The first thing I’d say to you is that there’s not really one answer to what Jewish tradition says about war, or morality, or proportionate response. There’s not one answer to much of anything in Jewish tradition.

That’s what makes Judaism beautiful, in my opinion. But it can also be frustrating in a time like this.

When you look at the Torah, there are passages commanding the total destruction of various enemy nations. After Amalek attacks the Israelites, God commands they all be killed; there’s no room for the idea of innocent Amalekite civilians. Indeed, the idea that Haman, the villain of the Purim story, is a descendent of Amalek is often cited as an example of why no Amalekite can be allowed to live. Prime Minister Benjamin Netanyahu has invoked Amalek in talking about the current war in Gaza. 

On the other hand, Talmudic discussion and centuries of reinterpretation by revered rabbis have tempered these commands. And Judaism today is a rabbinic religion that relies on the writings of such sages codified in the Talmud and books of interpretation such as the mystical Book of Zohar, which sees Amalek as an allegory for evil, and the Shulchan Arukh — perhaps the most famous codex of Jewish law — which completely leaves out the command to destroy Amalek.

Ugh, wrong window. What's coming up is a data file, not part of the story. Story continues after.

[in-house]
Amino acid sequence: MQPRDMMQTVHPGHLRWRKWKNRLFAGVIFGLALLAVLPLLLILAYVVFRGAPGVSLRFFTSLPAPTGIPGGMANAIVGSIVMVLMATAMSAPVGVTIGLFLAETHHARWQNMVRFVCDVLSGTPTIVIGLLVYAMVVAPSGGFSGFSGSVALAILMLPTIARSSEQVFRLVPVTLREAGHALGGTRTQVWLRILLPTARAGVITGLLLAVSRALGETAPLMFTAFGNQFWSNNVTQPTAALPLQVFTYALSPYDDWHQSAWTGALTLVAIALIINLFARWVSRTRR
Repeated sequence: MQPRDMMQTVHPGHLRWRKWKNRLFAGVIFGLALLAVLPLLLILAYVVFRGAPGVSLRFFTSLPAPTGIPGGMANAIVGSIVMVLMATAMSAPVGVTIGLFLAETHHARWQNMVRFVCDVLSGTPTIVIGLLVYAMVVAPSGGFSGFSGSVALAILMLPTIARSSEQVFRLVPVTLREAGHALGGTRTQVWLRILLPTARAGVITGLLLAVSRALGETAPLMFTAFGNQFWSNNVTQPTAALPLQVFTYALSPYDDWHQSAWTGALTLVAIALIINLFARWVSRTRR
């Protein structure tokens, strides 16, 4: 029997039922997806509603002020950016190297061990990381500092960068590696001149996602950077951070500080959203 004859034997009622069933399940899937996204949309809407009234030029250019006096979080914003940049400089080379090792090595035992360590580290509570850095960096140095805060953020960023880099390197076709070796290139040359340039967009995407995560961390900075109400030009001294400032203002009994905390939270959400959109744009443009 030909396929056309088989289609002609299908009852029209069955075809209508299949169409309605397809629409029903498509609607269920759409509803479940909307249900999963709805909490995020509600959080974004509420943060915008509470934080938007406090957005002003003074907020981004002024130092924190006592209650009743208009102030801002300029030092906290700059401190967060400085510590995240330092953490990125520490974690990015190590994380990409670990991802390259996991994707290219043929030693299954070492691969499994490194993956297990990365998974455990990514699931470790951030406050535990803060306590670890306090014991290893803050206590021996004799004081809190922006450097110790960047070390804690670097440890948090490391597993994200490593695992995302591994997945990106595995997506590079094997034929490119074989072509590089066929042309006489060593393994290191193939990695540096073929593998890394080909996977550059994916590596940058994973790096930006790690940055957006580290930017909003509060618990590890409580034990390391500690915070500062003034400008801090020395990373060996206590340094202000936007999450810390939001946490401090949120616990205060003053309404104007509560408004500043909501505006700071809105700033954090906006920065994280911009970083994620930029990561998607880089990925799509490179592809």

I’m not going to try to walk you through every Jewish text debating war or every text about ethics — it would be an entire college course, and then some. But you should do that work before you decide to throw out your religious identity.

Judaism contains multitudes; just because some people are using it to support something you stand against doesn’t mean you can’t use it to stand against them. There’s plenty of Jewish teachings that adamantly, vehemently emphasize the value of human life. Even some of the most seemingly black-and-white laws in Judaism — like not eating pork — can be overridden to save a life

That still leaves your second question: Why aren’t more Jews speaking out against the suffering of civilians in Gaza?

First of all, many Jews are — there are Jews deeply involved in protest movements on campus, and Jewish groups such as IfNotNow, Jewish Voice for Peace and T’ruah that have been calling for a ceasefire. Rabbis and committed Jews of all denominations have written and preached about the need to end the war, condemned the civilian toll of Israel’s actions, and lobbied for more humanitarian aid to enter Gaza.

This might not be prominent in your community. So look around for other Jews whose views and actions align better with your own, and ways to ground your opposition to the violence within Jewish tradition.